Your child will eventually move away from home – but the values, mental models, and behaviors they pick up at school will be part of their identity for their entire lives.

 

I look forward to seeing you in our neighborhood soon as you downsize. You are welcome to use our leaf blower – I will show you how to use it.

 

“The beautiful thing about learning is no one can take it away from you.” — B.B. King

 

Occasionally, when other parents find we send our child to private school, they discuss their thought process for their own children.

Wait and see

For the few that consider private school as a possible path, a recurring theme  I have heard for those that can afford it is that they will wait to see if the child has potential to justify the expenses.

Old School House Sign - Source: Wiki Commons

Old School House Sign – Source: Wiki Commons

And I get that one wouldn’t want to waste money but I struggle with their wait-and-see viewpoint.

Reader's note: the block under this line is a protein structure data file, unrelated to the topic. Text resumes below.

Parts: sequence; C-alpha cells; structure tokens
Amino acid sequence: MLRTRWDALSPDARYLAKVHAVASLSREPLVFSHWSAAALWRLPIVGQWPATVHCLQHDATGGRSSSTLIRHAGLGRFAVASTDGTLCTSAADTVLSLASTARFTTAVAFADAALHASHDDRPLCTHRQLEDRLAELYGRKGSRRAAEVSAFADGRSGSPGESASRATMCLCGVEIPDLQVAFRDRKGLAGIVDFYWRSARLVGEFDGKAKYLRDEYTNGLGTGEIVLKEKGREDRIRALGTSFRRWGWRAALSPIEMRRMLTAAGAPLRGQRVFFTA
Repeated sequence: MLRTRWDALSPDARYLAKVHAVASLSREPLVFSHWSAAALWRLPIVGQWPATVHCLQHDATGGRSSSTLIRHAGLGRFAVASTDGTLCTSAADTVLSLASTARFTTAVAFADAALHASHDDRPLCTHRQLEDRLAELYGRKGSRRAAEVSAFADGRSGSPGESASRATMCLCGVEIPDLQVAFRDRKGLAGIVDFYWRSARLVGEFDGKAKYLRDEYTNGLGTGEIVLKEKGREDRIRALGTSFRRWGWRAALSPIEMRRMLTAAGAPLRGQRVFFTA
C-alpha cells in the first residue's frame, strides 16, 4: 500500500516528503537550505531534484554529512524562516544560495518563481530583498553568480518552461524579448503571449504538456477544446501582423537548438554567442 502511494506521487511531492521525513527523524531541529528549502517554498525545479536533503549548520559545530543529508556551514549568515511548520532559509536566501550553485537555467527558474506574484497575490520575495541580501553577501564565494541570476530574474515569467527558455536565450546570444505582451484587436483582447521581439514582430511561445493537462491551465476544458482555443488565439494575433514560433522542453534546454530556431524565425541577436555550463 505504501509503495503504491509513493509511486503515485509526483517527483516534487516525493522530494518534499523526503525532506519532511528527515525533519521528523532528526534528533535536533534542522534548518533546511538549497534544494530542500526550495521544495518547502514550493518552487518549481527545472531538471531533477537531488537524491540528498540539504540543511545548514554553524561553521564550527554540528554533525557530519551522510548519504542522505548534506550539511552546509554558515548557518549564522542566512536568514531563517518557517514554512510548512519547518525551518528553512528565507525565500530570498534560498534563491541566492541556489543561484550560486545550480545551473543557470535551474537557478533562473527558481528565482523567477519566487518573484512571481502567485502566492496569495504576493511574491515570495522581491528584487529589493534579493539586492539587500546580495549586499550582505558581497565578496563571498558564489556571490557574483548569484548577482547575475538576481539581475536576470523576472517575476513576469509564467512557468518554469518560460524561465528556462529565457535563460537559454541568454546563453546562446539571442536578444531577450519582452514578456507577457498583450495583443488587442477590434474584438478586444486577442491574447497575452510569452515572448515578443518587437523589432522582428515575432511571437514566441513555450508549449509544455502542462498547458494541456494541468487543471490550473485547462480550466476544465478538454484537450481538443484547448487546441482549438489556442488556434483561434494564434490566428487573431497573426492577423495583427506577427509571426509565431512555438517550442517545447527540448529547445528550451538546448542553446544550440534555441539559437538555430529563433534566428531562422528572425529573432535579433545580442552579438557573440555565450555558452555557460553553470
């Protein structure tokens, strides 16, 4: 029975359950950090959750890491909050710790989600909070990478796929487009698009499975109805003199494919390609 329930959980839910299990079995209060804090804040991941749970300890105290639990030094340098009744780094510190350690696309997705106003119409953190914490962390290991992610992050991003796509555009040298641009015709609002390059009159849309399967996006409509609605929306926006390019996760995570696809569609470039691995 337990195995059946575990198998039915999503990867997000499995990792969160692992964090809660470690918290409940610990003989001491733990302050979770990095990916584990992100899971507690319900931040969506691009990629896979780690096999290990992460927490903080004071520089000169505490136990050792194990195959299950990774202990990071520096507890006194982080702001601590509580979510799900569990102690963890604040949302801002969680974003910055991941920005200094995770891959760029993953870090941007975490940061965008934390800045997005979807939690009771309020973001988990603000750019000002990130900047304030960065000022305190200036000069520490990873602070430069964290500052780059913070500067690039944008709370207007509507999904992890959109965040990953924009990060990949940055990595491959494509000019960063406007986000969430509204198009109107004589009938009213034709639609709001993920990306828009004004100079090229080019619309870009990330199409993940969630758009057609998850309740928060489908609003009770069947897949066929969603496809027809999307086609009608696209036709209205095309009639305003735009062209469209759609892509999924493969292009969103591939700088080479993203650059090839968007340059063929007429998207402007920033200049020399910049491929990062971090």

Who should go?

Shouldn’t all children be educated to their potential, even if it is not ‘success’  by conventional  standards? Indeed, isn’t a struggling child the ideal case for a private education and most likely to see beneft?

If it makes sense for your situation, move now to develop that potential and make it inevitable.

Tell your children they are a more worthwhile investment and more important than a supersized house.

Villa Haas Mansion - Source: Wiki Commons

Villa Haas Mansion – Source: Wiki Commons

Is it wrong to go to private school?

In a conversation with friends, they made the case that it is wrong for parents to not send their children to public schools.

Are they right?

It is wrong and elitist to send your child to private school?

The argument proposed has a similar stance to that of insurance or immunization – we all have to do it for the overall system to be effective.

Their line of thinking was this: the diversity of income, education and perspectives creates a better situation for all.

For example, the mechanic can provide both material support and assess the conditions of the shop class. The lawyer can monitor what is expected, and, if needed, use the legal system to ensure the children are getting the resources needed. Meanwhile the single parent who is working three jobs benefits from the extra set of eyes and benefiting from the diversity of the community. The worse the school district the better the benefit.